It is a common observation that the Christmas season is filled with frantic activity to the tune of beeping cash registers. Some folks become anxious that their family’s holiday celebration will not be meaningful enough or provide enough warm memories.
The history of Christmas shows that the holiday as we know it is a mixture of bits of ethnic festivals, religious rites, advertising, and popular entertainment. So there is no “right” way to enjoy Christmas — a person may as well choose the customs that please his or her family.
In America before the Revolutionary War, observance of Christmas varied greatly from north to south. In Virginia, the holiday was a more sedate version of English custom. Christmas morning was greeted by gunfire and any other noise that could be generated. Games and horse races were held in some southern locales. The highlight of the day was a grand feast hosted by the master of the nearest plantation.
In New England, the Puritans wanted nothing to do with Christmas. Thanksgiving was their favorite fall holiday. They passed laws requiring stores and schools to stay open on Christmas, unless it occurred on a Sunday. Christmas was supposed to be just a work day.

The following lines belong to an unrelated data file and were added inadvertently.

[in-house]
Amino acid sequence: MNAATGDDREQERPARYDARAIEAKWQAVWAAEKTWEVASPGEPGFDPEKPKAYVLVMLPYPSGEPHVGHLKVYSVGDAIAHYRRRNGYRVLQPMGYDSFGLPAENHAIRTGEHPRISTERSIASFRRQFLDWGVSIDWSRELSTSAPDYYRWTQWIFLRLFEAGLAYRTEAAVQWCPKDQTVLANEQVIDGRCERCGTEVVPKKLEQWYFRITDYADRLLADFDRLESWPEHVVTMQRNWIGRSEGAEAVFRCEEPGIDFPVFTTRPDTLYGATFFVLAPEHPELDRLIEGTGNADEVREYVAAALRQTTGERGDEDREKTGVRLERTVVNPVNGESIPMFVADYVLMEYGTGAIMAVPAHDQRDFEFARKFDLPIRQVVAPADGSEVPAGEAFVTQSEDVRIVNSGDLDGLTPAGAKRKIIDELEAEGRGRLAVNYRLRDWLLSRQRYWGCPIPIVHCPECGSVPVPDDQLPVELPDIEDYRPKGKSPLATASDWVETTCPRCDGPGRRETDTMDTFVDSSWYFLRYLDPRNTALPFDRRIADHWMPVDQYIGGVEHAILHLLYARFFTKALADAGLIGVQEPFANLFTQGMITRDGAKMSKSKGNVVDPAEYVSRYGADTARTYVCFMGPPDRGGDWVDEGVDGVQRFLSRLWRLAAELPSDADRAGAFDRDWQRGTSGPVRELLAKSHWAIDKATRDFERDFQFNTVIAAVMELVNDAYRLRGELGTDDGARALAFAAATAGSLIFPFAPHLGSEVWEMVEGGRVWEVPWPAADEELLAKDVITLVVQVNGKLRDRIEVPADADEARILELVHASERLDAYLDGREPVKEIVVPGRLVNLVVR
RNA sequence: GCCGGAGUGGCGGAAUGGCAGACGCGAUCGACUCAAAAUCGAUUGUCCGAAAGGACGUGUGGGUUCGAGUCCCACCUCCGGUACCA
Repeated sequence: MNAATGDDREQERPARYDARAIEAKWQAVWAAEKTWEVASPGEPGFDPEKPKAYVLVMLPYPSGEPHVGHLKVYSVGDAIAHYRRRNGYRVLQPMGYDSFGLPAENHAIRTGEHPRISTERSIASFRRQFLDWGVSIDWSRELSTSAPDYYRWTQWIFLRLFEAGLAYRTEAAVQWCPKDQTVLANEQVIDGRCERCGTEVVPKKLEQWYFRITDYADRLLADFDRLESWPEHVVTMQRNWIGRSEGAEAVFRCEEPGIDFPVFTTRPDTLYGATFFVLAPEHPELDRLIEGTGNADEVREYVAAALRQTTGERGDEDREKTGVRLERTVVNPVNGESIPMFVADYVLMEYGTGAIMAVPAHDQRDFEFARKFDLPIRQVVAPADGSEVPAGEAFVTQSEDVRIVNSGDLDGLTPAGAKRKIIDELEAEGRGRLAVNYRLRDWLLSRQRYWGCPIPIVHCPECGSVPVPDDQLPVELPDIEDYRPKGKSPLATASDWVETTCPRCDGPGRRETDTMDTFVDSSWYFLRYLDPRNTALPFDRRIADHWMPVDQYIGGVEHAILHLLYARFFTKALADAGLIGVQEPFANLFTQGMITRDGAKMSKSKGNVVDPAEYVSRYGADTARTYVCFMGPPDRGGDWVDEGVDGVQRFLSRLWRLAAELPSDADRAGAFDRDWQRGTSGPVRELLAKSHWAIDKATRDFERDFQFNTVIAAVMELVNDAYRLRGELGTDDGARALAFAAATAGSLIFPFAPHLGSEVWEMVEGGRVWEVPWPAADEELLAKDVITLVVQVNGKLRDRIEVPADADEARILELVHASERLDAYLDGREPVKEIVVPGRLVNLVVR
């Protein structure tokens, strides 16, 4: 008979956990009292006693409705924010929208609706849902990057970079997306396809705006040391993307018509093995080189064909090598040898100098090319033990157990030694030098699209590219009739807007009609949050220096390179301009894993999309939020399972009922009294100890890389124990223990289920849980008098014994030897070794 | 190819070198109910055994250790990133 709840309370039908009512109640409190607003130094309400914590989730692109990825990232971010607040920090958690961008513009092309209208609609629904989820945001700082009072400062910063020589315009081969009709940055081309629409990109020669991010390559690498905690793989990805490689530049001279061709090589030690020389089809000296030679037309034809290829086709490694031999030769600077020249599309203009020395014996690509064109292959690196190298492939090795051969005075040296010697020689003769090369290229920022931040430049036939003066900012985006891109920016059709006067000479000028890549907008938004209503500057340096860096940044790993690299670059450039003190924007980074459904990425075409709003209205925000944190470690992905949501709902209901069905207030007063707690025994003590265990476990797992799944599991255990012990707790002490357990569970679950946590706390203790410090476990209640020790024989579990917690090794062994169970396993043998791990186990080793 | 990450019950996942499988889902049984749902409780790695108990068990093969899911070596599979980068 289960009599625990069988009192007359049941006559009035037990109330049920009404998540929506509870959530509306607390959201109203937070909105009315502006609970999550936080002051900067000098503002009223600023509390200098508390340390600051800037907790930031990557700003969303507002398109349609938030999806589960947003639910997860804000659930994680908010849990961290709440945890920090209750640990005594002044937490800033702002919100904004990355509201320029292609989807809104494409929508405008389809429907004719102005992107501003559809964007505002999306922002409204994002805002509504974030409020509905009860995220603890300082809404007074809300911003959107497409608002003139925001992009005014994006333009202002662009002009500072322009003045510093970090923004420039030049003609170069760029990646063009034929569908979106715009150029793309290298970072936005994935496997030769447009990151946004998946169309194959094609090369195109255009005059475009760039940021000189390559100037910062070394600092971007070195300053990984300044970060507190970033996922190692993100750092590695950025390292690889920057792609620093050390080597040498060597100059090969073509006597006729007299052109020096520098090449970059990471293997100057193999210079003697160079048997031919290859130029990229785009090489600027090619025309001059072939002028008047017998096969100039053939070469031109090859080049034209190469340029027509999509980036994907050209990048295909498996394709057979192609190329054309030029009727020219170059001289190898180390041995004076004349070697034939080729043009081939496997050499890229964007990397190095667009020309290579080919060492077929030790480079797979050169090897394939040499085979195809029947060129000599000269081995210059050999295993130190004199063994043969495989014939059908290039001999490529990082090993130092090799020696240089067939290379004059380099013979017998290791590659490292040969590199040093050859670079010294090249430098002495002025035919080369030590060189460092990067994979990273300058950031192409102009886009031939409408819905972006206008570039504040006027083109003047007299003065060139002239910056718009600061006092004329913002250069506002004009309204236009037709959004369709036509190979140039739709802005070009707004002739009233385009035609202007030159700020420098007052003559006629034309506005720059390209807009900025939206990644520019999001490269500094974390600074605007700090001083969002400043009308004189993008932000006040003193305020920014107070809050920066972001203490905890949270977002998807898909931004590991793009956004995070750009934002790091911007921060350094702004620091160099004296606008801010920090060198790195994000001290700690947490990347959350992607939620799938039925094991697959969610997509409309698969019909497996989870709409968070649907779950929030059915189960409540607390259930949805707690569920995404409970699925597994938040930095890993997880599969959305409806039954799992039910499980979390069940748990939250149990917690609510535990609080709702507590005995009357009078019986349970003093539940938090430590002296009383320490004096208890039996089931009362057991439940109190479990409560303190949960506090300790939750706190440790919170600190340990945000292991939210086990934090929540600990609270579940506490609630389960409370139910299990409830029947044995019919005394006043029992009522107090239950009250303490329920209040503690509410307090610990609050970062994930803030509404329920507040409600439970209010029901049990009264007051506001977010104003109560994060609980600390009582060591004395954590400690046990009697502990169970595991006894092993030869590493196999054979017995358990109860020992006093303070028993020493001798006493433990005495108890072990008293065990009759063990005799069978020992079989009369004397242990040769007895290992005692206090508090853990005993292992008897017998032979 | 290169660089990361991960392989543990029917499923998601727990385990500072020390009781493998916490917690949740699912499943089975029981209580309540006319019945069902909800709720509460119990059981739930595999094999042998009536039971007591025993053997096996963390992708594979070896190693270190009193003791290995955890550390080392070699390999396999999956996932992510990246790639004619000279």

The Puritans’ dislike of Christmas dated to their experience in England. Christmas Day in England prior to the reign of Queen Victoria was a rowdy carnival for adults. It might remind us of a combination of Halloween and Mardi Gras.
Boisterous crowds of men and women, some in costume, would go door to door in the wealthier parts of town. After exchanging greetings with the master of the house, the visitors expected him to treat them with tidbits of holiday food.
For many people, Christmas was an enjoyable break in the dreary winter, but heavy drinking, brawling, and rioting made it a time of danger, as well. The Puritans would have agreed with Scrooge that Christmas was humbug.
Pennsylvania was midway between southern exuberance and New England’s severity. The Germans who moved to Pennsylvania introduced their neighbors to central and eastern European Christmas customs. Those Catholic and Lutheran traditions combined religious ceremonies with wonderful music and good food, making Christmas a happy time for children and families. Their example finally won over even the New Englanders, and Christmas became the best-loved holiday in America.

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